All the above pictures show what is known as “Venus figurines.” They are statuettes of women created by people who lived around 25,000 years back in Europe. The interesting thing about them is that such figurines were found from Western Europe to Ukraine and so one has to ask the academic question, “What’s the deal?.” Why did prehistoric people create such anatomically exaggerated statuettes? Obviously it meant something to them and they created and reproduced this art form many times. But why?
Prehistoric art gives us insight into the world of people who lived in caves and were ignorant about farming. Even though their life was different, they too indulged in art like creating such figurines and by painting on rock like the one seen in Chauvet caves.There are few theories about these European Venus figurines
- They represent powerful fertile women and represent goddess worship in a matriarchal society.
- This is stone age pornography. They were made by men to touch and fondle. (Yes, it is a theory)
- These are self portraits
- These are stone age dolls
- They are related to fertility – either as a talisman or to give solace to women giving birth.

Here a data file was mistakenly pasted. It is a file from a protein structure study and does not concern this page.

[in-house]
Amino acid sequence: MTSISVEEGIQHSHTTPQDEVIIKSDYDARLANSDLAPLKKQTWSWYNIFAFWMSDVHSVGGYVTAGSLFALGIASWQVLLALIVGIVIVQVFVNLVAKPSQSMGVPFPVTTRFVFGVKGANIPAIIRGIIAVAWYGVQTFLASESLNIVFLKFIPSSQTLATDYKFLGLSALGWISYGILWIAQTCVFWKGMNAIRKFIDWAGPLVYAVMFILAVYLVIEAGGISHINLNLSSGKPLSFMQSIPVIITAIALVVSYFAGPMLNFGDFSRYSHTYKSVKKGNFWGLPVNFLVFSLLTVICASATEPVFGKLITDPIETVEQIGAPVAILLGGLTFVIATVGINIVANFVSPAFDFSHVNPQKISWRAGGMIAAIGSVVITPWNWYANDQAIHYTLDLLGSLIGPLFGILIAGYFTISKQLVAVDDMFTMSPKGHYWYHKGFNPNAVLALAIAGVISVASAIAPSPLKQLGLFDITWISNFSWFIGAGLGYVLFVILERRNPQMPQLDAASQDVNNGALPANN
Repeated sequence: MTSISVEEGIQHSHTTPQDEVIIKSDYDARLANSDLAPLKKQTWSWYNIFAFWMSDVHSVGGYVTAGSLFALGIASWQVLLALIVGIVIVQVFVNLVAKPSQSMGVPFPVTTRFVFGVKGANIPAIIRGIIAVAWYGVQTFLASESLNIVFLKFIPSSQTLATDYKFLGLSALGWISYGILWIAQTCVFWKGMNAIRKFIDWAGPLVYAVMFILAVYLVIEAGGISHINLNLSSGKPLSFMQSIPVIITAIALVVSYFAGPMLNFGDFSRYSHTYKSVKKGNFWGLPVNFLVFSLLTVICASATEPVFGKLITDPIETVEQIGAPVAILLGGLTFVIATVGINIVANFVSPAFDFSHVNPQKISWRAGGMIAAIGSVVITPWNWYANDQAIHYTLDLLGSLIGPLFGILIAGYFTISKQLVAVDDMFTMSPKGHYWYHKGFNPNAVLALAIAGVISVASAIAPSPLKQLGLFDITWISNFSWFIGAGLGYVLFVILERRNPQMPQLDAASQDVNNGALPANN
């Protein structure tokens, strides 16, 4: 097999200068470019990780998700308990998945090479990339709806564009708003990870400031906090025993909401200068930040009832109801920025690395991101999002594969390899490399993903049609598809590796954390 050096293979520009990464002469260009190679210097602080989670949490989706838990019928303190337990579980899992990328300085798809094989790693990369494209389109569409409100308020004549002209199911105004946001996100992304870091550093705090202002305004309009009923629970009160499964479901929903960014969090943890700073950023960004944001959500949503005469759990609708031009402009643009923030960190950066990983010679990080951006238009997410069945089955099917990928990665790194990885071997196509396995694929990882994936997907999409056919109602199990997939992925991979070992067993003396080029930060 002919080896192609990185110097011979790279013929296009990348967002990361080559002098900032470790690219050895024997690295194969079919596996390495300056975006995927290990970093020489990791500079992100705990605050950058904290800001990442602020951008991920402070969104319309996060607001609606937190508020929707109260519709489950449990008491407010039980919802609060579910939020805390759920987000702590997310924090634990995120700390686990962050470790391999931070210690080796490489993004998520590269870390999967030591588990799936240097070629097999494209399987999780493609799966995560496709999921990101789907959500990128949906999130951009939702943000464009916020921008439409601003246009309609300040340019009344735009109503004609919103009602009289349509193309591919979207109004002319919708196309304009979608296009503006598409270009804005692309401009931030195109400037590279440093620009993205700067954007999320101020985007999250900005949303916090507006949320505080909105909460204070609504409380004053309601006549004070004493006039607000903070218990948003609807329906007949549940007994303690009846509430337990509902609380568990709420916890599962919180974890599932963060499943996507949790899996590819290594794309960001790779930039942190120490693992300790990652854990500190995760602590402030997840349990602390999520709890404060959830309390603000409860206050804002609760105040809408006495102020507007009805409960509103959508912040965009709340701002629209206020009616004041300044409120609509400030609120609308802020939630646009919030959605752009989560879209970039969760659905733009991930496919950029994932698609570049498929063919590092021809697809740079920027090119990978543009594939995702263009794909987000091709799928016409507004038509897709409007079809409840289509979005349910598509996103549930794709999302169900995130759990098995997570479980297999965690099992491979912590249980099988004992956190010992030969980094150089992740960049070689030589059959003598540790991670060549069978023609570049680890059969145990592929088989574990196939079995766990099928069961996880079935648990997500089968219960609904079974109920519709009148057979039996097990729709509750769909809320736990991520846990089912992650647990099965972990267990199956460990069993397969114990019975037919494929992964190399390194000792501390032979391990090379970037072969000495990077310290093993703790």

We don’t know which one is true. Each of these theories may reflect our thinking than the real motivation behind the figurines. Since these belong to the prehistoric period, guessing is what we can do. But as we move to India, many millenia later, we can eliminate some possibilities.
In India, we don’t see figurines dating to 25,000 years Before Present. Similar looking female figurines of clay were found at Inamgaon and Nevasa near Pune dating to around 1400 – 1000 BCE. They were found buried under a house floor and probably was a goddess connected with fertility, childbirth or the welfare of children. It is the fact that they were found buried under a house that gives a clue that it was connected with an important household ritual.
- Lecture 3 by Prof. Matthew Herbst at UCSD for MMW 11
- Singh, Upinder. A History of Ancient and Early Medieval India: From the Stone Age to the 12th Century. 1st ed. Prentice Hall, 2009.